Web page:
The issue of priority of use is significant because of its relevance to the question of whether the defendants intentionally and fraudulently palmed off its services as those of the plaintiff, as alleged by the plaintiff. If the defendants had used the name prior to May 23, 1958, the plaintiff's contention that they had been motivated by a desire to poach upon valuable good will thereafter established by plaintiff for the substantially similar name "National Color Laboratories", would be greatly weakened. If, on the other hand, the Court finds at trial that the defendants did not commence using the name "National Color Labs" until November 1959, there is evidence from which a deliberate intent to defraud might be inferred, in which event injunctive relief would be justified, a court of equity being loath to countenance such a dishonest plan. Eastern Const. Co. v. Eastern Engineering Corp., supra; see Eastern Wine Corp. v. Winslow-Warren, Ltd., 137 F.2d 955 (2d Cir.), cert. denied, 320 U.S. 758, 64 S. Ct. 65, 88 L. Ed. 452 (1943); Federated Purchaser, Inc. v. Federated Electronics, Inc., 34 Misc.2d 108, 228 N.Y.2d 298 (Sup.Ct.1962), affd. mem., 18 A.D.2d 795, 236 N.Y.S.2d 939 (1st Dept. 1963). The substantial similarity of the names, arrangements made by Nadaline and Rosen with their respective wives to have the trade name "National Color Labs" registered in their wives' maiden names rather than in their own names, the defendants' later failure to disclose their identity as the user of the name after acquiring it from Fotochrome (such as by registering it as a *1006 corporate name, listing it in a telephone or other directory, or giving an address that would identify the defendants as the users), the tactics of their counsel in suggesting that the name had been registered in 1958 when in fact it had not been registered in Bronx County until 1959, the misleading advice of earlier counsel for Fotochrome, Inc. to the effect that it was no longer using the name, without informing plaintiff that it had been transferred to the defendants who were continuing to use it, the failure of the defendant to endorse the name of "National Color Labs" on the check submitted by plaintiff's counsel in payment for film processed by itall of these suspicious circumstances provide the basis for an inference that the defendants were engaged in an intentional misuse of the name. However, it is obvious that the issues of priority of use and of intent to mislead cannot be resolved upon this motion for summary judgment, and that they must await trial.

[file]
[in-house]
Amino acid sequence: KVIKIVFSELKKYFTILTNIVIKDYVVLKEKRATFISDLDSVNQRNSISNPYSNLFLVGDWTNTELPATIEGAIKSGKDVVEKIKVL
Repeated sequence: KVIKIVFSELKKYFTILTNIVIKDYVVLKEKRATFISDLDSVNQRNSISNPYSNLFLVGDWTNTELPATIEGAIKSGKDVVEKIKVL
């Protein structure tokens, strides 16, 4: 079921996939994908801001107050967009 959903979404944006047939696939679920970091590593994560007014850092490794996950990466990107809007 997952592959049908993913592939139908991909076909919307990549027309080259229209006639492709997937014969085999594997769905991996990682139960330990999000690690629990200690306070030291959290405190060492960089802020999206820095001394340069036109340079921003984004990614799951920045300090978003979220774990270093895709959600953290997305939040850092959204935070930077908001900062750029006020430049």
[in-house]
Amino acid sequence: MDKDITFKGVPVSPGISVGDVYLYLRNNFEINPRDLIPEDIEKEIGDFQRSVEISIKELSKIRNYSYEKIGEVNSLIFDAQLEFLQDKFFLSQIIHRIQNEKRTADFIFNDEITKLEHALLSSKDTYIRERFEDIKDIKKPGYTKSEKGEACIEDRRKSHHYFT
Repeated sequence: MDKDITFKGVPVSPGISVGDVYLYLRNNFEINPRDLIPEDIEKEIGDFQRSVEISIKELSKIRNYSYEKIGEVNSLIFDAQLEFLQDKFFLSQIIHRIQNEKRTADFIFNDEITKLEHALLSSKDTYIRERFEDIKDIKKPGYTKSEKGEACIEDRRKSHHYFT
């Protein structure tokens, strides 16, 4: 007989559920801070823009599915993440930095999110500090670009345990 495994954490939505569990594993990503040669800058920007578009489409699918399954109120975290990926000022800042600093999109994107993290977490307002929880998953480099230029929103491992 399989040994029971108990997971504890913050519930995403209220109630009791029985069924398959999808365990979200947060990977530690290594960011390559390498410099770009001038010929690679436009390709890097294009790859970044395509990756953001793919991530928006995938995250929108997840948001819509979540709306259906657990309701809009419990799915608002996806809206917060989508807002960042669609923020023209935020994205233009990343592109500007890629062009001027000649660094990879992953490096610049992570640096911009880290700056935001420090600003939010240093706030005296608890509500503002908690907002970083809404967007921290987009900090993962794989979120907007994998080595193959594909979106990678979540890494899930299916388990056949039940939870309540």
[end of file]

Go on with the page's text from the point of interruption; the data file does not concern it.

There appears to be some confusion on the part of the members of the public arising out of the use of substantially the same name by the plaintiff and the defendants. For instance, plaintiff has furnished affidavits, which are not controverted, by Hal Halpern, a South Orange, New Jersey photographer and Bob Roberts, a manufacturer of photograph albums, to the effect that they received defendants' mailings under the name "National Color Labs" and were led to believe that the plaintiff was now offering its superior quality services at a cheaper price. The nature and extent of the confusion, however, remains an issue to be tried. The defendants contend that the plaintiff primarily services professional photographers, while they solicit amateurs. The exhibits attached to the moving papers do indicate that plaintiff's advertisements appear principally in publications directed to the professional photographer. On the other hand, it may be that amateurs purchase and use the same publications, most of which appear to be sold publicly at a specified price per copy. Furthermore, there is no representation on the part of the defendants that their mailing lists do not include professional photographers, and it may very well be that the distinction for present purposes is an illusory one, since the general type of service offered by both sides is the same, i. e., the processing and developing of film for the benefit of photographers. Since the basic service is the same, it seems logical that a professional photographer on the defendants' mailing list would be misled by the defendants' mailings into believing that plaintiff was now offering its service at a reduced price, which the professional would patronize, thereby depriving the plaintiff of sales, and if the defendants' service proved to be inferior, the plaintiff might lose the customer permanently. Certainly this appears to have been the impression gained by Mr. Halpern, but we must await trial to determine whether such confusion was sufficiently widespread to warrant injunctive relief, since the present record is inadequate to resolve that issue.[4] See G. D. Searle & Co. v. Chas. *1007 Pfizer & Co., supra; Sanitized, Inc. v. S. C. Johnson & Sons, Inc., supra; Flint v. Oleet Jewelry Mfg. Co., supra.